Company D is a Canadian resident and company E qualifies as a permanent establishment. Therefore, both sales occur prior to importation and are made to persons that qualify as a "purchaser in Canada". Sale 2, from company E to company D, is between a resident and a permanent establishment and, as such, is not a sale for export to Canada. Therefore, the relevant sale for export to a purchaser in Canada is the sale from company F to company E, and is to be used for determining the transaction value of the imported goods.

Example 3

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Company H, a resident in Canada, purchases goods from company I, located in a foreign country. The goods are shipped to company H's warehouse in Canada. Following the importation of the goods, company H sells the goods to company G, a resident in Canada. In this case, the goods are the subject of two sales:

The only sale that occurred prior to the importation of the goods into Canada is sale 1, from company I to company H. It involves a purchaser in Canada and it is this sale that causes the goods to be exported to Canada. Therefore, sale 1 is the sale for export to Canada to a purchaser in Canada that is to be used to determine the transaction value of the imported goods.

Example 4

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Company J, who is located in Canada and qualifies as a permanent establishment, enters into an agreement to purchase goods from company K, located in a foreign country. Company K then contracts with company L, also located in the foreign country, to fill the order. The goods are shipped directly from company L to company J in Canada. In this case, the goods are the subject of two possible sales:

Both sale 1 and the agreement to sell (sale 2) occur prior to importation. Company K does not qualify as a purchaser in Canada, as it is a non-resident who has an agreement to sell goods to a person in Canada. The agreement between company K to company J is considered a sale for export and is to a purchaser in Canada, as company J qualifies as a permanent establishment. It is also this agreement that causes the goods to be exported to Canada. Therefore, it is sale 2, the agreement between company K and company J, that is to be used to determine the transaction value of the imported goods.

Example 5

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Company M, who is a resident in Canada, places a blanket purchase order for goods with company N, located in a foreign country. Company N then places an order for the goods with company O, also located in the foreign country. The goods are first shipped to a third-party warehouse, located in Canada, and then to company M, also located in Canada. In this case, the goods are the subject of two possible sales:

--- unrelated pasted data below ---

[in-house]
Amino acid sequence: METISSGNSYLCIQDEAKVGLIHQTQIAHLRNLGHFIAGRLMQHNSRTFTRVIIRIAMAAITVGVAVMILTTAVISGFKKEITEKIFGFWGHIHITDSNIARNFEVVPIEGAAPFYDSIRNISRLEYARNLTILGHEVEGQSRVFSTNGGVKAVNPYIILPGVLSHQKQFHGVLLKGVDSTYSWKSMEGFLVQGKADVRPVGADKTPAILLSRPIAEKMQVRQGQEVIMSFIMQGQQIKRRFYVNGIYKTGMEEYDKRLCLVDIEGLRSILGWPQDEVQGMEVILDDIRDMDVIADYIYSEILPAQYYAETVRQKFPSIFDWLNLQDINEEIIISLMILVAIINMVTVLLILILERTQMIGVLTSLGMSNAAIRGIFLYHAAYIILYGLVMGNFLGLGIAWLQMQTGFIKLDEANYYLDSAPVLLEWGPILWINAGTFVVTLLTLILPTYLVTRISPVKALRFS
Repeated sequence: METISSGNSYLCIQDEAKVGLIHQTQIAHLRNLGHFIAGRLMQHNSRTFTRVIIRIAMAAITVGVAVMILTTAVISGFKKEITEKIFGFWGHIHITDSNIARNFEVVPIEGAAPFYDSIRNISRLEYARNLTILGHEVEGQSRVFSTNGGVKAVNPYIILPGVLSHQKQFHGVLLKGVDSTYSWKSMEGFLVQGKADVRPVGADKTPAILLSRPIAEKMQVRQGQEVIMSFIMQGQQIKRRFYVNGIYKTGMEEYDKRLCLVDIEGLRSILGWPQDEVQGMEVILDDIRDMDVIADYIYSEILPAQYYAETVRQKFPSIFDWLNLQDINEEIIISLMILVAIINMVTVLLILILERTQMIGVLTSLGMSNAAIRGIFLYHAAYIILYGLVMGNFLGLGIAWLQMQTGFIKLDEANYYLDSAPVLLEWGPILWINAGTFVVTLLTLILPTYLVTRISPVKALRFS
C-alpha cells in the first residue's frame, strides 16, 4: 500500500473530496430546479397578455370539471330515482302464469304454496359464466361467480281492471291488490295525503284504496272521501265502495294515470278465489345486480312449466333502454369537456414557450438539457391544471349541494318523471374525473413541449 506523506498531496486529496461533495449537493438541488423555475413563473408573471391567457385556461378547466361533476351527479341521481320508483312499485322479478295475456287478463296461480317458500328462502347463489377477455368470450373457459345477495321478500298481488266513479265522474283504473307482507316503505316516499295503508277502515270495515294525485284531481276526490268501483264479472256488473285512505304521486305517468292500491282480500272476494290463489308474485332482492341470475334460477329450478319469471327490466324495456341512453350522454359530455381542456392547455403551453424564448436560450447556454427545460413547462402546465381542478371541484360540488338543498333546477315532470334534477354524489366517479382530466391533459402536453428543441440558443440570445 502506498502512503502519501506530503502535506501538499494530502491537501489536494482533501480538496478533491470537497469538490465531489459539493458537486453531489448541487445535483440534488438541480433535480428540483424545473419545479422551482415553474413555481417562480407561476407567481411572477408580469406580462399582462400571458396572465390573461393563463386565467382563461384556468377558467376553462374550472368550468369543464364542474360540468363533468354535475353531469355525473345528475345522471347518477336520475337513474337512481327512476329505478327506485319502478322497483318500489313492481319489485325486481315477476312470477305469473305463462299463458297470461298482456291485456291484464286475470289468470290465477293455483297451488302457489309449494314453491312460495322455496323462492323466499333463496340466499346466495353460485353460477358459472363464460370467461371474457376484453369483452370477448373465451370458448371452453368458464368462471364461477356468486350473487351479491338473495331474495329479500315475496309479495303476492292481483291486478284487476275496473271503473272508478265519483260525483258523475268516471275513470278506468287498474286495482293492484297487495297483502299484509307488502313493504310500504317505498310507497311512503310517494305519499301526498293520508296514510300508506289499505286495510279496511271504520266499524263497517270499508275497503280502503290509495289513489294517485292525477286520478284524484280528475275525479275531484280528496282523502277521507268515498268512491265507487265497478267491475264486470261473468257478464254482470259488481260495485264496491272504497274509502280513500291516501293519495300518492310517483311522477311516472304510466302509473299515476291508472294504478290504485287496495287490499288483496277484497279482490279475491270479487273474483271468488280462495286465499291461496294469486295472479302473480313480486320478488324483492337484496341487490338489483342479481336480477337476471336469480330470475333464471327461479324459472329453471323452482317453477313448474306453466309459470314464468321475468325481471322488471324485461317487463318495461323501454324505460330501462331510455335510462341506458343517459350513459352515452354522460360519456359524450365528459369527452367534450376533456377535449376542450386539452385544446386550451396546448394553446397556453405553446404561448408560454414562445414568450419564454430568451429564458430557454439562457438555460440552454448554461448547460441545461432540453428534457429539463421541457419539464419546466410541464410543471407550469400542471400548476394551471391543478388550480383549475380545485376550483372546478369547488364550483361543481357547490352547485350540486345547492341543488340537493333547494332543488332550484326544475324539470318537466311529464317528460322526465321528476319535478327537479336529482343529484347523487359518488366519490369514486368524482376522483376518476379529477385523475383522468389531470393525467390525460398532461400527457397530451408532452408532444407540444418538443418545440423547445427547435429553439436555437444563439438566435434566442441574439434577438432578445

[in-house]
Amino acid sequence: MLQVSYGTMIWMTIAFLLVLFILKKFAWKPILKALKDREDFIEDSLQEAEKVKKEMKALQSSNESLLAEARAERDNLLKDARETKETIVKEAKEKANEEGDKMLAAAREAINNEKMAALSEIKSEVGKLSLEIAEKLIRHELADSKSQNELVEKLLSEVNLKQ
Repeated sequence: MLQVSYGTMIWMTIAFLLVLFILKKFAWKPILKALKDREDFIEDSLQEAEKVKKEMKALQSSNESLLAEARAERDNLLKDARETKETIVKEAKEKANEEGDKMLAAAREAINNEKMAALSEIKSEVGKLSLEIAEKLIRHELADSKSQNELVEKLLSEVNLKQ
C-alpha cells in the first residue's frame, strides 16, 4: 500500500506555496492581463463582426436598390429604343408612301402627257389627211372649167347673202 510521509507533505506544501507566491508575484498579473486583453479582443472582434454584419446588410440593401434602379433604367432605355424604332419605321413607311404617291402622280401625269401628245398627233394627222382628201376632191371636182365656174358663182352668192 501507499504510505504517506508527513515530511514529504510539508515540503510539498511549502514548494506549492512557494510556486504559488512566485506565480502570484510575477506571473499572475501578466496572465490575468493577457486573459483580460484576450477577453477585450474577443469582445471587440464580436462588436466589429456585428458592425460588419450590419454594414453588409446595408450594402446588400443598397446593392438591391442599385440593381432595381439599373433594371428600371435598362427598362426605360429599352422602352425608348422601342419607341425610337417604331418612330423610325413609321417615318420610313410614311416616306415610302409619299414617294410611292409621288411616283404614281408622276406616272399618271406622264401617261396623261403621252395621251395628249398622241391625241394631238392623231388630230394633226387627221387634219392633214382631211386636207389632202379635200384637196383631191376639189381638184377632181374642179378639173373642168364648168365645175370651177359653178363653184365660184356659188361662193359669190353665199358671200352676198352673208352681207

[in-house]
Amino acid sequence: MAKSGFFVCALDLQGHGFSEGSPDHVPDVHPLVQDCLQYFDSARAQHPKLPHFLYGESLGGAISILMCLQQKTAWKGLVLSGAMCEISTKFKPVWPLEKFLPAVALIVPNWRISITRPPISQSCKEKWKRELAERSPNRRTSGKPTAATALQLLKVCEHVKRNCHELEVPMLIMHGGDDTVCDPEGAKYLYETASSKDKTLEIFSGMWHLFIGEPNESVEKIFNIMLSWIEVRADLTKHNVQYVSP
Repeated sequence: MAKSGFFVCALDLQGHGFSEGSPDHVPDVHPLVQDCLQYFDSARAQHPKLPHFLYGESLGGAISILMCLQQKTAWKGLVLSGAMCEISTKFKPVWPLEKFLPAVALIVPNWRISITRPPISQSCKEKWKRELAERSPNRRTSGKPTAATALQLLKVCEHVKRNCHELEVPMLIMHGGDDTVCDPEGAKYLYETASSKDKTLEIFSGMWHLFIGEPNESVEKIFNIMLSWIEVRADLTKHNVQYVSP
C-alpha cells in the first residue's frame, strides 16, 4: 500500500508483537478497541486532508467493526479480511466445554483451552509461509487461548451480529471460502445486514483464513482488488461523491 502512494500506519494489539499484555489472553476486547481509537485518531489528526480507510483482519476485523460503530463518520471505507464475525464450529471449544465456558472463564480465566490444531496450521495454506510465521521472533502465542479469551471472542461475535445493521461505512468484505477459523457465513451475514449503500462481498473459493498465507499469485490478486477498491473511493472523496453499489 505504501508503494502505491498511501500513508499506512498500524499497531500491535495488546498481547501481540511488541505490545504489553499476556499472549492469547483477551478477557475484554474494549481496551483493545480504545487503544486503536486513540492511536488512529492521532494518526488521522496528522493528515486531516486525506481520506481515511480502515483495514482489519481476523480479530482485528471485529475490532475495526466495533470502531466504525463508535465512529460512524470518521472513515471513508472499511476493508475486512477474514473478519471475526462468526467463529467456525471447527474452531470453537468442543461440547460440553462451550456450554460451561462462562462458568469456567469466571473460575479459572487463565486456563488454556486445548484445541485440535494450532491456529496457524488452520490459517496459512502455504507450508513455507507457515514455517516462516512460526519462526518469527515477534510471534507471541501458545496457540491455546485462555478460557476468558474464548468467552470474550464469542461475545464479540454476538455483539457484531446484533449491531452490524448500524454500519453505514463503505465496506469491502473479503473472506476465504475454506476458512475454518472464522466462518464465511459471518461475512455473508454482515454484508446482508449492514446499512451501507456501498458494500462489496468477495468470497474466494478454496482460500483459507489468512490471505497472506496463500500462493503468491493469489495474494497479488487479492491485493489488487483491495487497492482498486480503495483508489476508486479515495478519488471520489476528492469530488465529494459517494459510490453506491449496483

Both sale 1 and the blanket order (sale 2) occur prior to importation. Company N does not qualify as a purchaser in Canada, as it is a non-resident who has an agreement, the blanket purchaser order, with a resident in Canada. The agreement between company N and company M is considered a sale for export and is to a purchaser in Canada, as company M is a resident. It is also this agreement that causes the goods to be exported to Canada. Therefore, it is sale 2, the agreement between company N and company M, that is to be used to determine the transaction value of the imported goods.

Example 6

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A consumer in Canada places an order online through company P's website and pays for the goods. Company P, located in a foreign country, then places an order with company Q, also located in the foreign country, to fill the order. The goods are shipped by company Q, through a 3rd party warehouse located in Canada, to the consumer in Canada. In this case, the goods are the subject of two sales:

Both sales occur prior to importation. Company P does not qualify as a purchaser in Canada, as it is a non-resident who has sold the goods to a person in Canada. Sale 2, from company P to the Canadian consumer, is to a purchaser in Canada, as the consumer is a resident. It is also the sale that causes the goods to be exported to Canada. Therefore, sale 2, from company P to the consumer, is considered the relevant sale for export to Canada and is to be used to determine the transaction value of the imported goods.

Example 7